Rabbi to explain the Passover in free program Thursday
A rabbi from the Institute of Southern Jewish Life will explain the Passover as part of the Lincoln County Historical and Genealogical Society’s continuing series of history-themed presentations.
Rabbi Aaron Rozovsky, director of rabbinical services at ISJL, will give the free presentation at the Jimmy Furlow Senior Citizen Center Thursday at 6:30 p.m.
Rozovsky, who was ordained June 2, made his first visit to Brookhaven in November to discuss the Festival of Lights as part of a Hanukkah presentation held at the museum, which is the former B’nai Sholom Temple, said LCHGS President Joe Brown.
The discussion Thursday is part of the agreement to host a Jewish program each year in exchange for use of the temple, he said.
Following Rozovsky’s talk, guest will be invited to participate in a question-and-answer session.
The B’nai Sholom Temple was built in 1896 by the Reformed Jews. The women of the congregation sold homemade sweets to people on the passenger trains that stopped in Brookhaven and to locals to raise the $150 needed to purchase the lot on Church Street where the temple was built. Then the men constructed the building.
It was used, according to the city’s website, until 1970, when the local population of Jews had declined. It was still used on religious holy days, and special occasions like weddings.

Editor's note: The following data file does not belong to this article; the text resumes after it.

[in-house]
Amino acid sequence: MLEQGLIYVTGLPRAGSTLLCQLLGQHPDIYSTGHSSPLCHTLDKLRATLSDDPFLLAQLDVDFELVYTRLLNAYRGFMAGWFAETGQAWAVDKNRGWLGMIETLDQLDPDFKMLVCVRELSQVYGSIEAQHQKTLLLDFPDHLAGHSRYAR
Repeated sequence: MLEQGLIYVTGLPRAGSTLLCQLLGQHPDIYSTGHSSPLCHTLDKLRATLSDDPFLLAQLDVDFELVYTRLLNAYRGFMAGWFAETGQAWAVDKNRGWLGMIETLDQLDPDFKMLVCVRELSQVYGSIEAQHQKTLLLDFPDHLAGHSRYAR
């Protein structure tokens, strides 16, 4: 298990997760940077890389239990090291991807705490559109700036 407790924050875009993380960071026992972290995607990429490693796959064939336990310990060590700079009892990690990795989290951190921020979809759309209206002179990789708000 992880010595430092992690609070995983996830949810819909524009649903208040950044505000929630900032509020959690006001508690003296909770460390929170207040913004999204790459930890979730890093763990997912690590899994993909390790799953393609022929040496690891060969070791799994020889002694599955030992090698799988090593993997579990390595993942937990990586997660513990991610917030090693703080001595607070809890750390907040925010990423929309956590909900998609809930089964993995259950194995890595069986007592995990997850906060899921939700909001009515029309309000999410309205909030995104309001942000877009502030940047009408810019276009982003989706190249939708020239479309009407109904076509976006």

The Friedman, Liverman and Samuels families of Wesson and Brookhaven, and the former members of B’nai Shalom’s congregation nationwide, consented to the temple’s donation to the society unanimously as a way to see the historic site preserved. A deconsecration ceremony was held in 2009 and the building was turned over to the historical society through a 99-year lease. Jewish artifacts are preserved in a permanent display inside the museum.
Rozovsky was born in Nova Scotia and was the first Jewish chaplain in the Rhode Island Army National Guard. He worked at the Center for Holocaust and Humanity Education Student advisor at the Hillei at Miami University of Ohio before taking the job with the Institute.